New Jersey lawmakers have moved a step closer to banning the import of waste water from hydraulic fracturing (fracking) drilling operations in the region at any municipal water treatment facilities.
According to a report at NJspotlight.com, the state’s Senate Environment and Energy Committee has unanimously approved legislation that would ban any municipal water treatment facility from accepting waste water from fracking wells in neighboring states like New York and Pennsylvania. In those states, what to do with fracking waste water is only the latest hurdle in the struggle to regulate fracking drilling and conduct it in a somewhat safe manner.
Fracking waste water is highly toxic and common municipal treatment facilities have proven unable to remove the most dangerous elements from it. If this water is not properly treated it will likely be filtered into the public drinking water supply where it could endanger millions of people. In Pennsylvania, there is just one water treatment facility that’s able to remove the toxins from fracking waste water. Studies on the contents of fracking waste water note that it contains naturally-occurring radioactive toxins and the dangerous chemicals used during the controversial drilling process.
There are no fracking wells in New Jersey but thousands are open and active in neighboring states, meaning there is considerable volume of waste water. Each well requires hundreds of thousands of gallons of fresh water to conduct the fracking process. Most of it is rushed back to the surface once natural gas is released from underground shale. It should be collected and stored until it can be properly disposed.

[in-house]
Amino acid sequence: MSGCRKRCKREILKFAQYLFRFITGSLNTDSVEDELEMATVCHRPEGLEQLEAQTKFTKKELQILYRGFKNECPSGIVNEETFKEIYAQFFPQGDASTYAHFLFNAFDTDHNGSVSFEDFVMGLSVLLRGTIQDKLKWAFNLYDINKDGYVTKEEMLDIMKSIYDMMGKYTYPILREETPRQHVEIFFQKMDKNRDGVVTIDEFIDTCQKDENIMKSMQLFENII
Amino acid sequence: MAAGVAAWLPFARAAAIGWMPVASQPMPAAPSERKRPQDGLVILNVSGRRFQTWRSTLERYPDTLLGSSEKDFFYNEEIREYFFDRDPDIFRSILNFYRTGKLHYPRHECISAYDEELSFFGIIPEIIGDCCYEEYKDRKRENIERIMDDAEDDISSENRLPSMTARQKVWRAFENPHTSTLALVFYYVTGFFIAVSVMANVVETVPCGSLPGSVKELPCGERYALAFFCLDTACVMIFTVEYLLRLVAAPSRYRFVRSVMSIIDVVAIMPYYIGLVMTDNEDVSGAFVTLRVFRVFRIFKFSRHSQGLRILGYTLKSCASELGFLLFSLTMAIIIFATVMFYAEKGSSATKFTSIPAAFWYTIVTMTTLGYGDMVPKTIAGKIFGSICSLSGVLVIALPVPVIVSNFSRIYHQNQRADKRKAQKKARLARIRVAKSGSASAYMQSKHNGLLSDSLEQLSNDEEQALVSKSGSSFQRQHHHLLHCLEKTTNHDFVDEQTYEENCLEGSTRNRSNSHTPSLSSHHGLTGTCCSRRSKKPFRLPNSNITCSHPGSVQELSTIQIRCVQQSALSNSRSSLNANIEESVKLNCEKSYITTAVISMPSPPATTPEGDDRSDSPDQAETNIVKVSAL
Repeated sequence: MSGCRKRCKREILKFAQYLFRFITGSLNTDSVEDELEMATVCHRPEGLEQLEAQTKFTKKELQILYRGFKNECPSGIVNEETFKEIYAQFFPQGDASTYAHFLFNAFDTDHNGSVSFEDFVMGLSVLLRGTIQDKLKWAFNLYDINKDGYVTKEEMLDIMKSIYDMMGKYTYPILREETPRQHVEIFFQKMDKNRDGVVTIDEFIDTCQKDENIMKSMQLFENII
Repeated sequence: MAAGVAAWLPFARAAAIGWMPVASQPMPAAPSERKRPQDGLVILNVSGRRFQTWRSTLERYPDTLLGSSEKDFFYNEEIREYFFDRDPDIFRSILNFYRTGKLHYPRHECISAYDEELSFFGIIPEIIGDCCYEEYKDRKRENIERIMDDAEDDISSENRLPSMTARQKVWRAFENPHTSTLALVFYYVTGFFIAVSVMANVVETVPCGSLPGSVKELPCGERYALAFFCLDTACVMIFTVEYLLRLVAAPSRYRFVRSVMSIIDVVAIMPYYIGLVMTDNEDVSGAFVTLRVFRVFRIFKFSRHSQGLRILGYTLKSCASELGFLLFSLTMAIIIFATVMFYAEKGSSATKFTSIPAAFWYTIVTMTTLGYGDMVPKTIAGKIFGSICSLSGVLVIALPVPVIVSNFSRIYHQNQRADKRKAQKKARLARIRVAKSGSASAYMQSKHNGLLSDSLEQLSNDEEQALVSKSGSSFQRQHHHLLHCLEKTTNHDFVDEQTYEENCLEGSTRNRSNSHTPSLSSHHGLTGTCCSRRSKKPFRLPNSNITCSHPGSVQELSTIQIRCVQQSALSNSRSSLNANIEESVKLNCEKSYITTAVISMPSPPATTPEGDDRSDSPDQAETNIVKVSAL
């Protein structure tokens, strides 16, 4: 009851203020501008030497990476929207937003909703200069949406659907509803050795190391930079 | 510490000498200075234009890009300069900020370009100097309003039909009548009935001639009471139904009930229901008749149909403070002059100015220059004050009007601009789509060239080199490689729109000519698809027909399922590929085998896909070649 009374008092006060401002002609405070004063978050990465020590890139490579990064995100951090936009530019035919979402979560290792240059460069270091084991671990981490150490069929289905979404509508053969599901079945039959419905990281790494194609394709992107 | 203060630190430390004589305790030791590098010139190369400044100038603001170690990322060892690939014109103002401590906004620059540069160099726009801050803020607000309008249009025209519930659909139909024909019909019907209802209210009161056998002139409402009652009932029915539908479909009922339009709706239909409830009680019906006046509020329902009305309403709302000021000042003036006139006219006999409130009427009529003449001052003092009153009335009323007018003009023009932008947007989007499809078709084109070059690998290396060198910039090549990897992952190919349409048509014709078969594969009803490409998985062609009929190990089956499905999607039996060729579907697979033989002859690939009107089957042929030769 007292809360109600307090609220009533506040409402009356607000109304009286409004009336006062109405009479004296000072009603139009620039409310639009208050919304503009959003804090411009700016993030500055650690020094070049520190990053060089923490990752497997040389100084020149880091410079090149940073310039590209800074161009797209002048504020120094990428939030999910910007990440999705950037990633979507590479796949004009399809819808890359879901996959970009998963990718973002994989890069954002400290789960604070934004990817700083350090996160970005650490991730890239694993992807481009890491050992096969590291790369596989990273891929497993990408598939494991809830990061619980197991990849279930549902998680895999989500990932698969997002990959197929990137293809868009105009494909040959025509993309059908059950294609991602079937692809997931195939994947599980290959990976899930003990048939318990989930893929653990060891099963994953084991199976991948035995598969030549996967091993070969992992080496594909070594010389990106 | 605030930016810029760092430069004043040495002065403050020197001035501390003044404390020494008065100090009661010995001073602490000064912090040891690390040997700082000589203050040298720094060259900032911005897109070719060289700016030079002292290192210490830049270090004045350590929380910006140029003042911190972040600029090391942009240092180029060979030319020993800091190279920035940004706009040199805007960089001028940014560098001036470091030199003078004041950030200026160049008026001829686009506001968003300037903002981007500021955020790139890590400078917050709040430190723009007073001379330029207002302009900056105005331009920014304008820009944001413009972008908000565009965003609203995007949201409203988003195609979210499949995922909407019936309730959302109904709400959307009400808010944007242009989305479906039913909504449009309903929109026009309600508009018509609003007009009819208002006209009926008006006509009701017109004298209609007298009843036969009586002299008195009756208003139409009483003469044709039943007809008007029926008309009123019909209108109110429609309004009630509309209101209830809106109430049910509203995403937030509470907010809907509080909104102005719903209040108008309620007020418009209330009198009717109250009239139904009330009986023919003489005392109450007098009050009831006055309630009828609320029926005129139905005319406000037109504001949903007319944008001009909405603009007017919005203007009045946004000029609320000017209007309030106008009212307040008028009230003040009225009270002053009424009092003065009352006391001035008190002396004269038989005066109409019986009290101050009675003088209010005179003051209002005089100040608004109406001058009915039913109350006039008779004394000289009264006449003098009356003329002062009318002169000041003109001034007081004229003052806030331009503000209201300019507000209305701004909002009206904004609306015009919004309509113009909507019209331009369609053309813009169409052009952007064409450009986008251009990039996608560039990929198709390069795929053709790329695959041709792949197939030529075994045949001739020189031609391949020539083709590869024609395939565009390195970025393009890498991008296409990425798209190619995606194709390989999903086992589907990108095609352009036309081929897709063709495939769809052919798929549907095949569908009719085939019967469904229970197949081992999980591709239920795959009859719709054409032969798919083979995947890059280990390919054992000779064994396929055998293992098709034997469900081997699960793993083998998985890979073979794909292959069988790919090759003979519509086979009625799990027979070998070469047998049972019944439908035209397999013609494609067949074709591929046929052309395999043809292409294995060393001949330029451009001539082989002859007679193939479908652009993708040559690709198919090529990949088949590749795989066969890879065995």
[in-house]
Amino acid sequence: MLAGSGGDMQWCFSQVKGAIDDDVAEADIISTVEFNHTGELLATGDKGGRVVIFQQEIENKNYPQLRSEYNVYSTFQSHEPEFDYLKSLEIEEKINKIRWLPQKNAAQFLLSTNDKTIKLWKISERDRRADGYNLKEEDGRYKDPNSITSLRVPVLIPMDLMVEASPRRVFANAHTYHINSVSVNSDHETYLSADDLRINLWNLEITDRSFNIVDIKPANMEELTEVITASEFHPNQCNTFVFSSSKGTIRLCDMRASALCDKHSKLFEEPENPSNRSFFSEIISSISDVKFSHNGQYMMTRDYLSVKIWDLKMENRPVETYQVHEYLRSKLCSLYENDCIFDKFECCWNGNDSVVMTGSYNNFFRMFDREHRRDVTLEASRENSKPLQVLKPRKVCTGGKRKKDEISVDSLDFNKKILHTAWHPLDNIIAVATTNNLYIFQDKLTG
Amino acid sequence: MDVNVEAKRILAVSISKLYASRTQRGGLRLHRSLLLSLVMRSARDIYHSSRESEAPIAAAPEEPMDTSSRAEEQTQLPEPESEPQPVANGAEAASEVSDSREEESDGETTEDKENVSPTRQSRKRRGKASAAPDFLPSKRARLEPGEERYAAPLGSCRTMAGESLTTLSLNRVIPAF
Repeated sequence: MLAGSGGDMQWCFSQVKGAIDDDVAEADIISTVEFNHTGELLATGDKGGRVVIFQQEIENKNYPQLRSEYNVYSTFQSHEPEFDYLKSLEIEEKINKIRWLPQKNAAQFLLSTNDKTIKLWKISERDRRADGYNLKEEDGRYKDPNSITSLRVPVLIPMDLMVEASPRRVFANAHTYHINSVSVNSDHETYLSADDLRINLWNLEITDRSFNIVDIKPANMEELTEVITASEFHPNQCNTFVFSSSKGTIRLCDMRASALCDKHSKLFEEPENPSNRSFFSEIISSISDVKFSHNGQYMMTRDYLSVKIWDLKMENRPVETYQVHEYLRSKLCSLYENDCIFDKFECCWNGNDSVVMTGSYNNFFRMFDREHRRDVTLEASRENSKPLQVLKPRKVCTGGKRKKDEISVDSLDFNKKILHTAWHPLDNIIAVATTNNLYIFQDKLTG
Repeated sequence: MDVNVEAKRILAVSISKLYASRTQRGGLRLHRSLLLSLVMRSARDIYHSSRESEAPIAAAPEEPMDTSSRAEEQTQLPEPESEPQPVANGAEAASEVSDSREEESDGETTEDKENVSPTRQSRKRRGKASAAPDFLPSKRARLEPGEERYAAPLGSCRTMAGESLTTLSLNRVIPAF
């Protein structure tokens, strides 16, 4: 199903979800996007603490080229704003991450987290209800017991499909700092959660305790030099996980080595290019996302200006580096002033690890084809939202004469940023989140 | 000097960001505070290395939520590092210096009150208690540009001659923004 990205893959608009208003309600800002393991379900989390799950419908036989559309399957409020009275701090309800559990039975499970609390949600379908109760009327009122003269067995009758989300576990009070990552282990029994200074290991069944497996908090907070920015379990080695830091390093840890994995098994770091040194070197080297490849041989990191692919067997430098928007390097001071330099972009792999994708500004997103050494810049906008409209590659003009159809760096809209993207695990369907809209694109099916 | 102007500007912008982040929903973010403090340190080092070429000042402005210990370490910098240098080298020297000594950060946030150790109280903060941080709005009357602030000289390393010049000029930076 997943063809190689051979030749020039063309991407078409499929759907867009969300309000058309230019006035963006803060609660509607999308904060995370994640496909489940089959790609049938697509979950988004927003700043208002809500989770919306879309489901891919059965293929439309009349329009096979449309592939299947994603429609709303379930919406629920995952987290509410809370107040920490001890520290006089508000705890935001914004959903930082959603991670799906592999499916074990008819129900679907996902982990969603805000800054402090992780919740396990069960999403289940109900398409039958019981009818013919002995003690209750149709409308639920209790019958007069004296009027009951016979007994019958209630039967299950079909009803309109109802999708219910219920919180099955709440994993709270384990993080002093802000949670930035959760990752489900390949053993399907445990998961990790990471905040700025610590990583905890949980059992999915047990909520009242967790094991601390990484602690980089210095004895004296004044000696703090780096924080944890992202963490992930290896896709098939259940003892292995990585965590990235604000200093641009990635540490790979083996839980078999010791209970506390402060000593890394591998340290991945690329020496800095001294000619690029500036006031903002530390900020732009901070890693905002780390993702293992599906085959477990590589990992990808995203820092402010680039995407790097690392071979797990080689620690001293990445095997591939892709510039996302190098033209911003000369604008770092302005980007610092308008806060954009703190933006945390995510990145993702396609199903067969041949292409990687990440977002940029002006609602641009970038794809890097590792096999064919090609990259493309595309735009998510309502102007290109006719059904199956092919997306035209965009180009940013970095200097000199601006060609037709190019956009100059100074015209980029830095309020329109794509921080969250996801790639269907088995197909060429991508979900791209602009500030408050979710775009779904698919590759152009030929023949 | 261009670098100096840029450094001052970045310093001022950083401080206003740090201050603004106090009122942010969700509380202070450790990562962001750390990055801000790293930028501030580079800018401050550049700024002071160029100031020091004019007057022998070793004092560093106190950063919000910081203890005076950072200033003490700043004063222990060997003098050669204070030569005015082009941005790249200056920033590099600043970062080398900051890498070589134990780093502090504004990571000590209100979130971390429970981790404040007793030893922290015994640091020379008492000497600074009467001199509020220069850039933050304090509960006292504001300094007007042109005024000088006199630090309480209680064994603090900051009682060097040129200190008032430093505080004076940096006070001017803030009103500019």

Some lawmakers in New Jersey are concerned that some water treatment facilities in the state have already begun accepting waste water. They pointed to evidence from Pennsylvania’s environmental regulators that water used at wells in that state has been taken to New Jersey for treatment. Pennsylvania has struggled with what to do with its volume of fracking waste water, as has New York. Both states do not use underground injection wells, which are employed in some states where fracking activity has also boomed. Instead, they insist on taking the fluids to water treatment facilities for filtration.
This presents an added danger to an energy exploration process that many already consider dangerous and toxic. People living closest to active fracking wells complain they put a strain on natural resources, contaminate ground water and private water wells, underground aquifers, and the air surrounding them.
States and local municipalities are struggling to compensate for lax federal regulations on fracking drilling, including what to do with waste water. Federal regulations do not make any recommendations or rules on how to properly dispose of fracking waste water.